Our Nativity Window

nativitymorningOur nativity window which uses the sunlight to  transmit its stained glass story both inside and out, is considered one of the finest in the Southwest and the largest in the state. And it serves as a constant reminder of Jesus and the miracle of his birth.

The window, which measures 12 feet wide by 26 feet high, was installed in 1909 by Ford Glass Co. of Minneapolis, at a cost of several thousand dollars. Today, it is worth many times that amount. The money for the window was raised by Emmanuel Guild, a devoted group of women who prepared dinners and teas, conducted bazaars and quilt fairs and sold countless articles of handiwork.

The window features a variety of colors and was designed to be interesting under different light conditions. When color was initially put into glass in churches, it was for the practical purpose of dimming disagreeably sharp light. Today, different colors are more prominent on cloudy and sunny days, and at night the window is sometimes lighted from within so passersby can note its beauty.

The picture shows six people: Joseph, Mary and the baby Jesus, and three worshippers of the newborn king. Two are shepherds, one holding a lamb and the other kneeling, and the third is a woman believed to be Mary’s older sister. The stable and manger are featured, and away on the hillside, six miles to the north, shines the city of Jerusalem, done in a white-blue color.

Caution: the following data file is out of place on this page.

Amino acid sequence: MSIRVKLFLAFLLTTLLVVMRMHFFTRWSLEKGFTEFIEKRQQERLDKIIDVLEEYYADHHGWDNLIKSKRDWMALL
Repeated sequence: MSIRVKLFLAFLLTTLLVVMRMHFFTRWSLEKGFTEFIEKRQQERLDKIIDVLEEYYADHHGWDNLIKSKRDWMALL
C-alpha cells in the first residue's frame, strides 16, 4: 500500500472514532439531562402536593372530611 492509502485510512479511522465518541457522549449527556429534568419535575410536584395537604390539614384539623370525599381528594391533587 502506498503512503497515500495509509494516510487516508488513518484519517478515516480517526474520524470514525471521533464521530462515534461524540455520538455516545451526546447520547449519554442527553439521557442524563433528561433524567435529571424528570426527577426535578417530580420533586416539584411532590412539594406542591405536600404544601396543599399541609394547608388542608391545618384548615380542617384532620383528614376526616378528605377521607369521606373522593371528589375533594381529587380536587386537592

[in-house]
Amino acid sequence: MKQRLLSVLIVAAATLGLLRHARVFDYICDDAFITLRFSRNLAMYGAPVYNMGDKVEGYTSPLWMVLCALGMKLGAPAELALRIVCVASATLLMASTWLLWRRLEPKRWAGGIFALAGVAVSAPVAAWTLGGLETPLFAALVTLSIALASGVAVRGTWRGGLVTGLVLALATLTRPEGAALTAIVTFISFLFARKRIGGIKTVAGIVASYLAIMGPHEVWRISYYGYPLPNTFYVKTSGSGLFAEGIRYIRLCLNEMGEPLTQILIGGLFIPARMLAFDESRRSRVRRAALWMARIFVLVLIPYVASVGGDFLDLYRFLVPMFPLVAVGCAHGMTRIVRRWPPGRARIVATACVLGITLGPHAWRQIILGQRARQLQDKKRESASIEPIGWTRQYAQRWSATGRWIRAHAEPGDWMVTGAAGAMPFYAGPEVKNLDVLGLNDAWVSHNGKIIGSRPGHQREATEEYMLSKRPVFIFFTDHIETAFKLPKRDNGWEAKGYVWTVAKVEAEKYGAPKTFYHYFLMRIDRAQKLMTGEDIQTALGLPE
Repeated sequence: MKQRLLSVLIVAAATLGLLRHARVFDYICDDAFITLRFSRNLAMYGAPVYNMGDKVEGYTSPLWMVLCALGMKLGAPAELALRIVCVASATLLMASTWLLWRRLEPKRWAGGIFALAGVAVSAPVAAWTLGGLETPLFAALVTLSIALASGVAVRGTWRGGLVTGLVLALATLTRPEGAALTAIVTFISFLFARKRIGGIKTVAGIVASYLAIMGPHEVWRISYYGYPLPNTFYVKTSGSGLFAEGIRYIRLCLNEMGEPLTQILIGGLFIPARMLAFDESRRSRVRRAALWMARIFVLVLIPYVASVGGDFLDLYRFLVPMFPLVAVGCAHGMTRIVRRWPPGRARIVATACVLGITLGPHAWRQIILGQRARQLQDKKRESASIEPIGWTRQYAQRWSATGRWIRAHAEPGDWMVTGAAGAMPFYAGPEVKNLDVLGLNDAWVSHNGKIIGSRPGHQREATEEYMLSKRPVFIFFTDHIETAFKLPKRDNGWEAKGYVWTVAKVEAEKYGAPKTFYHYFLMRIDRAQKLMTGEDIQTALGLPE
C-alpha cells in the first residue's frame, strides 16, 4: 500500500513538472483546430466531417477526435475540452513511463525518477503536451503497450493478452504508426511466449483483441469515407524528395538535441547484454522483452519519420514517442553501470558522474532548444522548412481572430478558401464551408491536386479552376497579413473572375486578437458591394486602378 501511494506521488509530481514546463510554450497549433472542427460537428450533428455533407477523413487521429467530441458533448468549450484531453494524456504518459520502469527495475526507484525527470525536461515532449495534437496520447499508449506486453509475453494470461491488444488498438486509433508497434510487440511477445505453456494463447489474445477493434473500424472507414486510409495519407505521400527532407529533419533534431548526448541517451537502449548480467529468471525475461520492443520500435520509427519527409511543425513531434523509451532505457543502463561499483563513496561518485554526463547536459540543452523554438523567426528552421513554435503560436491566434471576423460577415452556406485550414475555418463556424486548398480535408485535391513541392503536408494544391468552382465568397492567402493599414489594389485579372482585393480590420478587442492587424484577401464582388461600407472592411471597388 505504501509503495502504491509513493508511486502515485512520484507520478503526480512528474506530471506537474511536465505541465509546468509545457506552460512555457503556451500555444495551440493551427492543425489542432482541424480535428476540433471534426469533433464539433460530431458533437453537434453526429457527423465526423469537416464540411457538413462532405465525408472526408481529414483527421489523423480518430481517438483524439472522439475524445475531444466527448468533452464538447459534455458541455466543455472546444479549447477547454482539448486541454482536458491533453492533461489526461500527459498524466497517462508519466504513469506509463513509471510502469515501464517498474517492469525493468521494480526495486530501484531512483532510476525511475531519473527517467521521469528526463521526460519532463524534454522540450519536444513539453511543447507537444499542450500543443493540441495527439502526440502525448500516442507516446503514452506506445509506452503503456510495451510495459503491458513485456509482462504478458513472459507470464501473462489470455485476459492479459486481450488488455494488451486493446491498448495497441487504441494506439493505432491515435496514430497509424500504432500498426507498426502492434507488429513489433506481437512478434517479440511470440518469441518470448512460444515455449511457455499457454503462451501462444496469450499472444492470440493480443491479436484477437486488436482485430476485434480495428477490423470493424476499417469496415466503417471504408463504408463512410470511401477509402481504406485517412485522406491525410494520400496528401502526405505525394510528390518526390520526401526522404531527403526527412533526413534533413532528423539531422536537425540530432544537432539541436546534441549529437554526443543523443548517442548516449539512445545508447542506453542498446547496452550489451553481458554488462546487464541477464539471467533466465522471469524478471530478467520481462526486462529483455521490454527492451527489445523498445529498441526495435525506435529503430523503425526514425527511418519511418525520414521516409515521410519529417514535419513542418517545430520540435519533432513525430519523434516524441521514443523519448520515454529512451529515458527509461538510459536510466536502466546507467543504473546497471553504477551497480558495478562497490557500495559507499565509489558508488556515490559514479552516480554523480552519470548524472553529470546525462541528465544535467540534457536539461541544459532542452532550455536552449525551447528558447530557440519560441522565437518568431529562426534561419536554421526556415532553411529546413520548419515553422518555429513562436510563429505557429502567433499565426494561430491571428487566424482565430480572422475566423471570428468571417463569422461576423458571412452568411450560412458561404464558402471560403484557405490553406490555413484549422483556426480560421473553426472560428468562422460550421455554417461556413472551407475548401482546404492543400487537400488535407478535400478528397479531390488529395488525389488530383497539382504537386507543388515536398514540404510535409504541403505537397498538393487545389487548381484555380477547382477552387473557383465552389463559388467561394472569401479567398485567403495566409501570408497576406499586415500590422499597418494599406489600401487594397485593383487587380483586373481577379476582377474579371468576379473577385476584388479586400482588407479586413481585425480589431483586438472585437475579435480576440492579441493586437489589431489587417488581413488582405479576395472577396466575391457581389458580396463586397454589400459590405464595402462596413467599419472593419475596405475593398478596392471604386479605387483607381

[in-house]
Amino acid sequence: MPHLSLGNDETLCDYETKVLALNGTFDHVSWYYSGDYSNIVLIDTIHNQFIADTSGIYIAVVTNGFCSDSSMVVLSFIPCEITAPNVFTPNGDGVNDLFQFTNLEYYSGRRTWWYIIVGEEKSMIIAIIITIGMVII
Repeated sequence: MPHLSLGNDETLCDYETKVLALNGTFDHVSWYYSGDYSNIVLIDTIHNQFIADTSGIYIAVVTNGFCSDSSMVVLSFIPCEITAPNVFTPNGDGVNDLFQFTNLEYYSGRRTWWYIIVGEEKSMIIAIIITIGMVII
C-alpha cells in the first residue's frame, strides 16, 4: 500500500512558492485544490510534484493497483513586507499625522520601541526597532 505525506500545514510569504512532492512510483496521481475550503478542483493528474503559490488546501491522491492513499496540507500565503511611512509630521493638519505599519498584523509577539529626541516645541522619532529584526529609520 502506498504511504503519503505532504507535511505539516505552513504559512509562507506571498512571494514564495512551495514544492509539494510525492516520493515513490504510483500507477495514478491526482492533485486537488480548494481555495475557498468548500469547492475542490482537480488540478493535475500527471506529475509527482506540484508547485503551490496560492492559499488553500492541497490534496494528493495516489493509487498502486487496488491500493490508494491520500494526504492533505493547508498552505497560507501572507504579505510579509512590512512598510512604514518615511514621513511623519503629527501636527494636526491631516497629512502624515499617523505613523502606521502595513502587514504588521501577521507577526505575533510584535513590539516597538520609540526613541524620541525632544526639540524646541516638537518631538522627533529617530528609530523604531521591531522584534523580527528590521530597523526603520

windowclosePlockhorst, the artist who created our windows, incorporated a tiny “Christmas rose” in the lower left corner of the window. It is based on the legend that the little sister of the boy holding the lamb was crying because she had no gift for the Christ child. An angel appeared to her, and upon learning of her sorrow, extended its arm and immediately wild pink roses sprang up all over the hills of Palestine. The little girl picked the flowers and presented them to baby Jesus.

The botanical name of the flower is Black Hellebore, and to this day they bloom only during the Christmas season.

Another legend concerns the palm trees along the banks of the brook. The birds, having no gift to offer, carried seed in their beaks and dropped them at the water’s edge, from which grew the palms. After that, the trees would bow and wave their branches in adoration of the Holy child.

The stained glass also features an elaborate border of Gothic influence that features geometrical figures and religious motifs. The symbol of the Trinity is repeated several times and in many ways in the border.